Do you love wine, but find the French wine to be confusing and intimidating? The French system of classifying wine is one of the most complicated and seems counterintuitive compared to the American system of classifying wines by varietal.
French wine is classified first by the region in which the wine is grown. Burgundy, or Bourgogne, is one of the most well known wine regions in France. Located in eastern France, Burgundy is a good starting point for learning about French wines because there are only four main wine grapes grown in Burgundy.
The primary grapes grown in the Burgundy region are Pinot Noir and Gamay for red wines and Chardonnay and Alight for white wines. The most common Burgundy wines are totally Pino Noir or totally Chardonnay. There are, however, some rosé and sparkling wines produced in Burgundy, but there are fewer wineries producing these wines and they are often listed under the regional classification for the area.
The second classification for French wines has to do with the quality. The French classifications from best to least quality are Grand Cru, Premier Cru, Village and regional classifications.
- The Grand Cru wines are made from the very best grapes from the very best vineyard in one area.
- The Premier Cru wines are made from grapes from the best vineyards, but not necessarily the very best.
- The Villages wines are made from grapes from a mix of vineyards within a village.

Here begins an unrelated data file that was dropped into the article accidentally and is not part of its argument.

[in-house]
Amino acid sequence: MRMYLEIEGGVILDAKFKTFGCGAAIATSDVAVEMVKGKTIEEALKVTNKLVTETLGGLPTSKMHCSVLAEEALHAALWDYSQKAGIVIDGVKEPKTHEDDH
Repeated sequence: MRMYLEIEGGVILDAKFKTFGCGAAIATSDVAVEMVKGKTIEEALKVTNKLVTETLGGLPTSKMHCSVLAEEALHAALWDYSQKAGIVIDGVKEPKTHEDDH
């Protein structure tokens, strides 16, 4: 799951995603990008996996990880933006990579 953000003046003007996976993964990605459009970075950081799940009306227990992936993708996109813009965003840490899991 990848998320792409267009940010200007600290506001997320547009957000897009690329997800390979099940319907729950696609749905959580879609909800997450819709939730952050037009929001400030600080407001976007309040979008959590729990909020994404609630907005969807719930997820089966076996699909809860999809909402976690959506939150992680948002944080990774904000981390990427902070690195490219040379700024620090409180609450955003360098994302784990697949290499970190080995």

- The regional classifications for Burgundy wine are AOC Bourgogne, Subregional (which means that the wine comes from an area of Burgundy that is larger than just one village, such as Haut-Côtes Nuits and Macon-Villages), and wines that are of a specific style or other grape varieties, such as the rosé and sparkling wines.
Labeling as Burgundy
Many Pinot Noir wines are referred to as “Burgundy” wines, but only wines grown in the Burgundy region can actually be labeled as Burgundy wines. Generally, in the United States, these wines would be Pinot Noir, Chardonnay, or they might be referred to as a Burgundy-style blend.
The Burgundy region is also home to two popular subregions: Beaujolais and Chablis. Since these are large and complicated sub-regions, we will cover them separately.
Burgundy is home to some of the most expensive wines in the world. Some notable Burgundies are Domaine Leroy (which is about $1,000 for a bottle of the 2005 vintage), Henri Jayer, Emmanuel Rouget and Domain Leflaive, in the event that you win the lottery or are a contestant on Jeopardy.